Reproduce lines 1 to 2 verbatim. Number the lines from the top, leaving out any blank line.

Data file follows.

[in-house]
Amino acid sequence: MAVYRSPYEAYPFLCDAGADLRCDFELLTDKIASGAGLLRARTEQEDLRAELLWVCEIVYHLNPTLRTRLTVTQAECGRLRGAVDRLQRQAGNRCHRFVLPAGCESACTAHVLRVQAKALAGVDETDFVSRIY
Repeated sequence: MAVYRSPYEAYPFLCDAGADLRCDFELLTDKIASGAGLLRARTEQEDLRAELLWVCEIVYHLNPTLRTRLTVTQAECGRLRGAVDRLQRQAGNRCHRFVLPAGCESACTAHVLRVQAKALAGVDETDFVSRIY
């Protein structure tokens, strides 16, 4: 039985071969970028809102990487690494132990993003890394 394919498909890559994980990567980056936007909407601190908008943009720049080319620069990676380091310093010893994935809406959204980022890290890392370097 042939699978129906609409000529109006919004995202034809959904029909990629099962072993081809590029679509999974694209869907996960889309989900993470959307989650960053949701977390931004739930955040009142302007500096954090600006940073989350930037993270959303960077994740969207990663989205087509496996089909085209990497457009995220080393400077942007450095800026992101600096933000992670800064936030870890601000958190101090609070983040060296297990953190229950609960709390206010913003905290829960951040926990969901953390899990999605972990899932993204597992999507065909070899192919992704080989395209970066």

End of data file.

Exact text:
[in-house]
Amino acid sequence: MAVYRSPYEAYPFLCDAGADLRCDFELLTDKIASGAGLLRARTEQEDLRAELLWVCEIVYHLNPTLRTRLTVTQAECGRLRGAVDRLQRQAGNRCHRFVLPAGCESACTAHVLRVQAKALAGVDETDFVSRIY